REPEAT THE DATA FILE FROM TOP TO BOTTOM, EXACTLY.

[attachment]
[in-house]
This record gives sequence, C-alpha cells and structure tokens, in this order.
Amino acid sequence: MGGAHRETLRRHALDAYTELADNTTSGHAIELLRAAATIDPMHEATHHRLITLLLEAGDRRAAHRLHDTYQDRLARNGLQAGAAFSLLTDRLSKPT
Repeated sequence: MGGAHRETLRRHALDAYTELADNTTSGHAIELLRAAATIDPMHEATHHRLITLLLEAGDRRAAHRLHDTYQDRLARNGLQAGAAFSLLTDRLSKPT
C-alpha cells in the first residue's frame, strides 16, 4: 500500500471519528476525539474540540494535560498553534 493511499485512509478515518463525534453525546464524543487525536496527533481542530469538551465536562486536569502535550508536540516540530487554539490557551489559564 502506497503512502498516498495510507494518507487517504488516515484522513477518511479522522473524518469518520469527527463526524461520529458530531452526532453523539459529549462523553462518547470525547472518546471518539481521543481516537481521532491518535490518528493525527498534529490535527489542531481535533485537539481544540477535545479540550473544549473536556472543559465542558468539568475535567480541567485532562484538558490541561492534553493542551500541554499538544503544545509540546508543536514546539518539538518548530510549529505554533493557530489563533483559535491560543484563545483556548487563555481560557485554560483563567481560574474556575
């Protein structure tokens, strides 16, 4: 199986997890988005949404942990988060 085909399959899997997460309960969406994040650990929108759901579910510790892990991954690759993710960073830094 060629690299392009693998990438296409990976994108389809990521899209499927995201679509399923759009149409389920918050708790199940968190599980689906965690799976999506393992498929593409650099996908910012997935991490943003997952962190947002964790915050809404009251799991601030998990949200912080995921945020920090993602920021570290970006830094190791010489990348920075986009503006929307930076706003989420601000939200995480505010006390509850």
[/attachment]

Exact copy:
[in-house]
This record gives sequence, C-alpha cells and structure tokens, in this order.
Amino acid sequence: MGGAHRETLRRHALDAYTELADNTTSGHAIELLRAAATIDPMHEATHHRLITLLLEAGDRRAAHRLHDTYQDRLARNGLQAGAAFSLLTDRLSKPT
Repeated sequence: MGGAHRETLRRHALDAYTELADNTTSGHAIELLRAAATIDPMHEATHHRLITLLLEAGDRRAAHRLHDTYQDRLARNGLQAGAAFSLLTDRLSKPT
C-alpha cells in the first residue's frame, strides 16, 4: 500500500471519528476525539474540540494535560498553534 493511499485512509478515518463525534453525546464524543487525536496527533481542530469538551465536562486536569502535550508536540516540530487554539490557551489559564 502506497503512502498516498495510507494518507487517504488516515484522513477518511479522522473524518469518520469527527463526524461520529458530531452526532453523539459529549462523553462518547470525547472518546471518539481521543481516537481521532491518535490518528493525527498534529490535527489542531481535533485537539481544540477535545479540550473544549473536556472543559465542558468539568475535567480541567485532562484538558490541561492534553493542551500541554499538544503544545509540546508543536514546539518539538518548530510549529505554533493557530489563533483559535491560543484563545483556548487563555481560557485554560483563567481560574474556575
């Protein structure tokens, strides 16, 4: 199986997890988005949404942990988060 085909399959899997997460309960969406994040650990929108759901579910510790892990991954690759993710960073830094 060629690299392009693998990438296409990976994108389809990521899209499927995201679509399923759009149409389920918050708790199940968190599980689906965690799976999506393992498929593409650099996908910012997935991490943003997952962190947002964790915050809404009251799991601030998990949200912080995921945020920090993602920021570290970006830094190791010489990348920075986009503006929307930076706003989420601000939200995480505010006390509850």